By Cheryl Mahoney
As you know if you’ve been reading, last week I posted about spacemen and climate change for Blog Action Day 2009. The day prompted huge enthusiasm all across the web. The numbers are fairly staggering– there were 32,000 blog posts on more than 13,000 blogs, from writers on six continents (missed Antartica, I’m guessing), reaching at least 17 million readers. There was a 500% increase on that day for blog posts about climate change. Impressive numbers!
And today I want to write about another number: 350. Specifically, 350 parts per million of carbon dioxide in the atmosphere. In 2008, climatologist James Hansen and a team of researchers announced that 350 was the upper limit, if we want to keep a planet “similar to the one on which civilization developed and to which life on earth is adapted.”
Personally, I’d like the planet to stay that way.
So everyone blogged about climate change, everyone talked grandly, what’s the next step towards keeping a planet suitable for civilization? The International Day of Climate Action. It’s being put together by 350.org, and it’s today, October 24th. Here’s more numbers: more than 4,500 actions are planned, in more 180 countries. Unless you live in Antarctica, I think you have a good chance at finding an action near you. (Have you ever heard of Vacoas? It’s a tiny island off the coast of Madagascar. It has four actions listed.) Write poems, plant trees, ride bikes, dedicate your email signature to climate change…people are getting creative with ways to make a statement.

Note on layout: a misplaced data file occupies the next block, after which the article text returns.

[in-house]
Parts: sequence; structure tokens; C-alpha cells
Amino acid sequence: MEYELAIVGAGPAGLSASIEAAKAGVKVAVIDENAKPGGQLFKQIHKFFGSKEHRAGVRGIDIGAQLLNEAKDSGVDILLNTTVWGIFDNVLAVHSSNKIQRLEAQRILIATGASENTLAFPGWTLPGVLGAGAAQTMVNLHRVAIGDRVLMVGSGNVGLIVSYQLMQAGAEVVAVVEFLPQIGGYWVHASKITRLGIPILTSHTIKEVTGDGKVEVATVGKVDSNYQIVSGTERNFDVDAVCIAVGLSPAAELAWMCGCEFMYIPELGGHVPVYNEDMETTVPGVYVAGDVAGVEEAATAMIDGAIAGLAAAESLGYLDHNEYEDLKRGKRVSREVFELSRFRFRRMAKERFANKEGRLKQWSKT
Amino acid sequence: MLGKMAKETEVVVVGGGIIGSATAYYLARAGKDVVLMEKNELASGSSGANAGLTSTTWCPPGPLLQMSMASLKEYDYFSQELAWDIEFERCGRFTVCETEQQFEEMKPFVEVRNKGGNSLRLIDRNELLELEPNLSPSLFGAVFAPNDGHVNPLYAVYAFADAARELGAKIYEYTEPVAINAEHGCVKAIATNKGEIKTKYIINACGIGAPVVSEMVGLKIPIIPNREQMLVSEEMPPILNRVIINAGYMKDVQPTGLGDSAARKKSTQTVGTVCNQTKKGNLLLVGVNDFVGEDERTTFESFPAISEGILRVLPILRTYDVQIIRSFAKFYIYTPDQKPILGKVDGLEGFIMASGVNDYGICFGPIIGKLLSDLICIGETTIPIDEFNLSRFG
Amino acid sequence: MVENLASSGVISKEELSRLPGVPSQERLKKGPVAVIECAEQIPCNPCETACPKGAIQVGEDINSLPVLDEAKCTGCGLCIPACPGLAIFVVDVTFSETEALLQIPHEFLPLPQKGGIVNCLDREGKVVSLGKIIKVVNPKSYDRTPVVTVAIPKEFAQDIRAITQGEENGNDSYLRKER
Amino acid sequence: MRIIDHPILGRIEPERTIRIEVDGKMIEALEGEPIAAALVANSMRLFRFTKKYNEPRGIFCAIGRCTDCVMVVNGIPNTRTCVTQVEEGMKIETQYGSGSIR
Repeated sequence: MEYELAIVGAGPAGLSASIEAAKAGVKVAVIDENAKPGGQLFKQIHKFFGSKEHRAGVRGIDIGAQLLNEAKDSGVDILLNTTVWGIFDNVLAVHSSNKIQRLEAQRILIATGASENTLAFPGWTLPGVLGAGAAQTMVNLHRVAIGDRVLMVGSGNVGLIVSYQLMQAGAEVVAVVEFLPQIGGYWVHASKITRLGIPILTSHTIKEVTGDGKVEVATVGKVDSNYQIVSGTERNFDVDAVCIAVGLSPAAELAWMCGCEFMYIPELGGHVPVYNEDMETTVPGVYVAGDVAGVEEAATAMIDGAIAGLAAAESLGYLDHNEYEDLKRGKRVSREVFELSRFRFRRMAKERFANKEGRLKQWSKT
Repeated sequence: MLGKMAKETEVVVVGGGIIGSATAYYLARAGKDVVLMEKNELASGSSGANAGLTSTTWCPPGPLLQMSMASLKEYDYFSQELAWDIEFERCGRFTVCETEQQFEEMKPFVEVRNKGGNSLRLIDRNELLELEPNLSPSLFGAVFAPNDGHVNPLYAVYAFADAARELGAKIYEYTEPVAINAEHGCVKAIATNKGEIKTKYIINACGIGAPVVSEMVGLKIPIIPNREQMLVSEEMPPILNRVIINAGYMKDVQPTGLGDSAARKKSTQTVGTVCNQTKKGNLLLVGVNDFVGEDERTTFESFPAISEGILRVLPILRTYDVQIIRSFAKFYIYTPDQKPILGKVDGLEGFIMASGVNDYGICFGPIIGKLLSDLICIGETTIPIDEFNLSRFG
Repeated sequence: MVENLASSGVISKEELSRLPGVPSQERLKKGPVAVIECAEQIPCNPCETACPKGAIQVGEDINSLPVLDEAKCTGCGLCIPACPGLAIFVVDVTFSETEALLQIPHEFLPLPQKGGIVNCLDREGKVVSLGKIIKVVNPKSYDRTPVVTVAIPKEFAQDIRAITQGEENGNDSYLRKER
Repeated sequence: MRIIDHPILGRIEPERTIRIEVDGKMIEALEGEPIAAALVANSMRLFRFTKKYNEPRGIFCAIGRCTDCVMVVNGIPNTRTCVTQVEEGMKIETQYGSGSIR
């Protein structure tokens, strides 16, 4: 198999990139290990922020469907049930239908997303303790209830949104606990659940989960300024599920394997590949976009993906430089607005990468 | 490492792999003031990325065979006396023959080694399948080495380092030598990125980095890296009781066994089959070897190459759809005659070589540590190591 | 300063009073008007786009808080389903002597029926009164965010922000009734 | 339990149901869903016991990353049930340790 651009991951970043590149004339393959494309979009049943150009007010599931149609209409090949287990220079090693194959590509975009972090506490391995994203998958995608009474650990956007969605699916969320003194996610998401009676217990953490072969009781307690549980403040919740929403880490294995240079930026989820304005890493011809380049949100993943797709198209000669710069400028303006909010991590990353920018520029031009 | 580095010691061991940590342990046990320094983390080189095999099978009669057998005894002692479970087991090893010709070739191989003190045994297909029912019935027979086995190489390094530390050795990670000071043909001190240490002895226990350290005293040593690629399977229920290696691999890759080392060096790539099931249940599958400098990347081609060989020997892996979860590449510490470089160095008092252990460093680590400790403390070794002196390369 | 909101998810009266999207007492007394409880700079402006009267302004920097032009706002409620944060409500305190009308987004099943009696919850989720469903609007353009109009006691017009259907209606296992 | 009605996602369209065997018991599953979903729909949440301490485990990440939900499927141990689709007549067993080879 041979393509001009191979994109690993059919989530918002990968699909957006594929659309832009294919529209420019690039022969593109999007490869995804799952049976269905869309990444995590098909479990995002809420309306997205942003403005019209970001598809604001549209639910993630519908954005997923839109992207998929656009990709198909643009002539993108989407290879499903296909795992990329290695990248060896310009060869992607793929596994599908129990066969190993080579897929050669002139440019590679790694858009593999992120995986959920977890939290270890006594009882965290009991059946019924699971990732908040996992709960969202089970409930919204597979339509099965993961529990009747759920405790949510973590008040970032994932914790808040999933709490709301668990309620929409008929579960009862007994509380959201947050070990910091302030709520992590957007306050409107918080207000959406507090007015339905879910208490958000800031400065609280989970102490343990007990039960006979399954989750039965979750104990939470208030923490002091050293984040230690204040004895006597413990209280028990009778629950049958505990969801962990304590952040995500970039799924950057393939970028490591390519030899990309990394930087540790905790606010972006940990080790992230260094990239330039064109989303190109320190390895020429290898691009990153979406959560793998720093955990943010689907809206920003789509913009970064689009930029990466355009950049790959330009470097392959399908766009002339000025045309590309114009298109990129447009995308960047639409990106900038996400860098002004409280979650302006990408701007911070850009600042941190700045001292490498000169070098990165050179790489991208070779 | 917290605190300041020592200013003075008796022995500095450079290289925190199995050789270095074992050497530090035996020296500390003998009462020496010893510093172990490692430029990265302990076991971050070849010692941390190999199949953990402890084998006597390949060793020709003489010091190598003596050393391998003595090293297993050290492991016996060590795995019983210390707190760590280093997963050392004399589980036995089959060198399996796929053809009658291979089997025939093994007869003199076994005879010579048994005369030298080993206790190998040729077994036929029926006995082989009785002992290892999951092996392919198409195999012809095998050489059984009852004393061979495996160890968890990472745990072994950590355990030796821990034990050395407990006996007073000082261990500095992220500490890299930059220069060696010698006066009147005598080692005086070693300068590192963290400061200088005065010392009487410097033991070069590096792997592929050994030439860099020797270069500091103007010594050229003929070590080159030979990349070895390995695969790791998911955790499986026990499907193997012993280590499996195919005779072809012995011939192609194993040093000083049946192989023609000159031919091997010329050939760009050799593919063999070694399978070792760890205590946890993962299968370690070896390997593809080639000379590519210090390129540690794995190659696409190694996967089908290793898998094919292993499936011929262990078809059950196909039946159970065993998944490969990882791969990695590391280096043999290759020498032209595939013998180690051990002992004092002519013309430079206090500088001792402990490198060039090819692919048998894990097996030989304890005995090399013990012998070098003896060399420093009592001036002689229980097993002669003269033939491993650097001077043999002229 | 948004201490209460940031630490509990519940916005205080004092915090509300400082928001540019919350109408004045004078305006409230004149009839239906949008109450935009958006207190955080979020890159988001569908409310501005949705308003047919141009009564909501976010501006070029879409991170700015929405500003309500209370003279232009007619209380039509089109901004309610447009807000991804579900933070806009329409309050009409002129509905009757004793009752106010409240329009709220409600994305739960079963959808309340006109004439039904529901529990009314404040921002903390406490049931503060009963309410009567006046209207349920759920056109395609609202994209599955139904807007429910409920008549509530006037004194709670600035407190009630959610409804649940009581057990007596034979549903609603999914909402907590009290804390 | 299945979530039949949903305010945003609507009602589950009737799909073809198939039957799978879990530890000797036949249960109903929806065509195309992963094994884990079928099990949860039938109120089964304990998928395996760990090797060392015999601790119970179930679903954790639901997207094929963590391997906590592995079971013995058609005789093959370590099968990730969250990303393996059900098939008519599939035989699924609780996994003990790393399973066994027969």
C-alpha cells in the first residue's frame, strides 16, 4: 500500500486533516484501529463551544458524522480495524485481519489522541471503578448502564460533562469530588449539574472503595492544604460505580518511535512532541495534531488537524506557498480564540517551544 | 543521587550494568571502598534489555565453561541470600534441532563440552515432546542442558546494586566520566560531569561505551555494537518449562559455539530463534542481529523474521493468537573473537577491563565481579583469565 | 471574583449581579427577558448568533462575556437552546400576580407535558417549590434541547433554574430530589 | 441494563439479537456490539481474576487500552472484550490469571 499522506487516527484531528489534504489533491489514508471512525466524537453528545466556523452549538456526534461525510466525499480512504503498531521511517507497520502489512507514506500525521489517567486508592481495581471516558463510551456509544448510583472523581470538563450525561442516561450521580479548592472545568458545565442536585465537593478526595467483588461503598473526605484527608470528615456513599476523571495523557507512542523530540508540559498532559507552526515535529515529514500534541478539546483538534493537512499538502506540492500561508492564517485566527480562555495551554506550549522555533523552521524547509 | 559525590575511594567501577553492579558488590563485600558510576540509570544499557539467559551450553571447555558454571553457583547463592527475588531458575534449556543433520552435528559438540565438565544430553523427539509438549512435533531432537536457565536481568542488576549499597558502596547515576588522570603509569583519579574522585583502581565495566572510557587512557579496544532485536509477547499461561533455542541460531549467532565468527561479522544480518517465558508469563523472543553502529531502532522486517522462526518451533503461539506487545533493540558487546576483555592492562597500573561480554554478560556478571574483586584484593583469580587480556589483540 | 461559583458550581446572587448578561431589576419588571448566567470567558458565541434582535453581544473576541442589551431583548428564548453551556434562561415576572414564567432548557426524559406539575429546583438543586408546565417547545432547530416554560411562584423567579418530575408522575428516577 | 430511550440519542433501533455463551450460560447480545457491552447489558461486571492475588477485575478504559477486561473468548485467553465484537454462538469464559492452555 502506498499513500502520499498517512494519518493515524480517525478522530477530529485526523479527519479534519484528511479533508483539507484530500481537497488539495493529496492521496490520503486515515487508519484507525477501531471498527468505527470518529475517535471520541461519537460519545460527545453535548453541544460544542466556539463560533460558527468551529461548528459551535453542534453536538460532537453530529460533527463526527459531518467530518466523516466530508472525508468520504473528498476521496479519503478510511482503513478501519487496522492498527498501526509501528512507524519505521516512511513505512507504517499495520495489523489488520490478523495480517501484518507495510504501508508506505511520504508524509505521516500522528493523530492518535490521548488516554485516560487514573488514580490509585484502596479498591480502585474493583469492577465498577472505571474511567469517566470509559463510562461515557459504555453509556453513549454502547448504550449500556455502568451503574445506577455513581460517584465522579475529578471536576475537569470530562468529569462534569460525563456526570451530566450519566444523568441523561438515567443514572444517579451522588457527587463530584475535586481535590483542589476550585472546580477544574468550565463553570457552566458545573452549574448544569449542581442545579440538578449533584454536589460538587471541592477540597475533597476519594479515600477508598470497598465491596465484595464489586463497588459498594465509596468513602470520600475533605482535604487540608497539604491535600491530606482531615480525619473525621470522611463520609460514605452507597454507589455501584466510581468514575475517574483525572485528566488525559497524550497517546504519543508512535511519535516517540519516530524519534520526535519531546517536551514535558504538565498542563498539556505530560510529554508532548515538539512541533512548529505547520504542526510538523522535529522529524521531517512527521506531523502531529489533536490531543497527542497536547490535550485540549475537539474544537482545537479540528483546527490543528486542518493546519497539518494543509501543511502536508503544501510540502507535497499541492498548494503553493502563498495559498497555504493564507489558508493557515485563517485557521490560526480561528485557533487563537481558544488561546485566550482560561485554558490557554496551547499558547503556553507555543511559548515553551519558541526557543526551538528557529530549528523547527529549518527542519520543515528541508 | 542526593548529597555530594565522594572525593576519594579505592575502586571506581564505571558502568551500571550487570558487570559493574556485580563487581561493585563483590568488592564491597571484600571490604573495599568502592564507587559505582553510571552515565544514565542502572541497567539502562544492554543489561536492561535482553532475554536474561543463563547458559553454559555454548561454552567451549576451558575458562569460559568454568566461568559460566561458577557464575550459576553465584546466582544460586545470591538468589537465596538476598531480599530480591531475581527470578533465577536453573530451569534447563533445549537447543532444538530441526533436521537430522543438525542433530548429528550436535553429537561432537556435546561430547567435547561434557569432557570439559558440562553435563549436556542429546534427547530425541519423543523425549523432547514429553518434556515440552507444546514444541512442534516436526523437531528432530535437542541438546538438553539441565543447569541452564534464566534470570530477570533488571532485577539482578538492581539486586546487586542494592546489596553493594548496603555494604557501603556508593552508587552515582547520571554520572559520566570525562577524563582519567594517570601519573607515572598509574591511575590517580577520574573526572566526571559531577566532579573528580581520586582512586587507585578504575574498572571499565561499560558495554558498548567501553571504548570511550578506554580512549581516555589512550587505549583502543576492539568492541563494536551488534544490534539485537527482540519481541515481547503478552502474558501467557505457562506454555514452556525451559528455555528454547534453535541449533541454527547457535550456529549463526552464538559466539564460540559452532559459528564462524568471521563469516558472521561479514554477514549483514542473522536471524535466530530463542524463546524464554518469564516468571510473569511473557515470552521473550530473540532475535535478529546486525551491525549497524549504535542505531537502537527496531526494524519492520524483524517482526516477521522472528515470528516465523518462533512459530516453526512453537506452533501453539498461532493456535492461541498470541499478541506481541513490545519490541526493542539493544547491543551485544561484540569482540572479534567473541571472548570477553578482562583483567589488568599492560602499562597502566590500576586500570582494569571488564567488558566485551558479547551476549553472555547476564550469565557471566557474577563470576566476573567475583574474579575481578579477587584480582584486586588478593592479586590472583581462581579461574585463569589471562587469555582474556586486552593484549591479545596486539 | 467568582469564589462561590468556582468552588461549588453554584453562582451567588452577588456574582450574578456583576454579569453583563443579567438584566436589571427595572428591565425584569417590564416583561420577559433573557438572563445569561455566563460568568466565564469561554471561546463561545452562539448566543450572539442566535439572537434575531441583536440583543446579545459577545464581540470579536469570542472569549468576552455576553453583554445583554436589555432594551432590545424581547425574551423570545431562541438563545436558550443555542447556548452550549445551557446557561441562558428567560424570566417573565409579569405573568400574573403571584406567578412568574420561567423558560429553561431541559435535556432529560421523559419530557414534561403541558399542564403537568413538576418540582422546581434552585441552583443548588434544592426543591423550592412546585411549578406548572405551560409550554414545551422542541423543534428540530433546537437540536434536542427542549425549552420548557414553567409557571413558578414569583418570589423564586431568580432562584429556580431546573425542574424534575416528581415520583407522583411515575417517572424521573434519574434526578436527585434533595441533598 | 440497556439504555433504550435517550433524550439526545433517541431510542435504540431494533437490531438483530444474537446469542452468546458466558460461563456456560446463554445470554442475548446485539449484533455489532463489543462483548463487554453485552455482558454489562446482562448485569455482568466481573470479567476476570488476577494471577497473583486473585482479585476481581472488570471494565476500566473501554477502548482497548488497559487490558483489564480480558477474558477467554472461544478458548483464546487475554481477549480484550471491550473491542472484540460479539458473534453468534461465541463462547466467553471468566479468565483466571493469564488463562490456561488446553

And who is this statement being made to? World leaders, who are meeting in Copenhagen this December to agree on a climate treaty. Now is the time to raise public awareness and send a message to leaders that we’re serious about preventing changes to our planet.
It’s not too late to do something. You could donate $350 (or $35 if that’s easier on the budget) towards reforestation. Then tell them about it on 350.org. It could be as easy as that.
350–it could be a life-changing number. And, hopefully, an Earth not changing number.